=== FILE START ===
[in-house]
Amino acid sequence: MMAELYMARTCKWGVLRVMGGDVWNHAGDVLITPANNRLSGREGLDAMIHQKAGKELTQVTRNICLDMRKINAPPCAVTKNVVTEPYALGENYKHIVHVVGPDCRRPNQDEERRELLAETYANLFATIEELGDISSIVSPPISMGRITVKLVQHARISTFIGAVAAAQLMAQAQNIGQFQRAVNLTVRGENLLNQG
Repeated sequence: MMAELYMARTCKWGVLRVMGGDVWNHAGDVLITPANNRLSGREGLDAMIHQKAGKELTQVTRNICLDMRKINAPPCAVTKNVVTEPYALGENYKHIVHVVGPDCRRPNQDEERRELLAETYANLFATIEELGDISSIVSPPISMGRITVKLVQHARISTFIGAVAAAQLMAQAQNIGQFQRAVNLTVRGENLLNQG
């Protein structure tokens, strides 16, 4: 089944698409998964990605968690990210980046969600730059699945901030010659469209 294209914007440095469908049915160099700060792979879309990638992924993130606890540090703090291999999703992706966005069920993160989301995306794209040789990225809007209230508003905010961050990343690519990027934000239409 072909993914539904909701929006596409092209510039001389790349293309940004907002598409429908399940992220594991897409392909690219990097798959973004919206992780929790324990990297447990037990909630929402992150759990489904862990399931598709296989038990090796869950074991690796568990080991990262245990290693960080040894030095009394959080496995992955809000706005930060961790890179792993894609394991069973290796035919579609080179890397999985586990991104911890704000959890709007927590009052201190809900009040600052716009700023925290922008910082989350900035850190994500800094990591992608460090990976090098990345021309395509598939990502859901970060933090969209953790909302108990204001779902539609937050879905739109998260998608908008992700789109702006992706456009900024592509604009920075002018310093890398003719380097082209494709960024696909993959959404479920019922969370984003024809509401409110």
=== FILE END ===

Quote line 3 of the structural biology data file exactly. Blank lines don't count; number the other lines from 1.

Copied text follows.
Repeated sequence: MMAELYMARTCKWGVLRVMGGDVWNHAGDVLITPANNRLSGREGLDAMIHQKAGKELTQVTRNICLDMRKINAPPCAVTKNVVTEPYALGENYKHIVHVVGPDCRRPNQDEERRELLAETYANLFATIEELGDISSIVSPPISMGRITVKLVQHARISTFIGAVAAAQLMAQAQNIGQFQRAVNLTVRGENLLNQG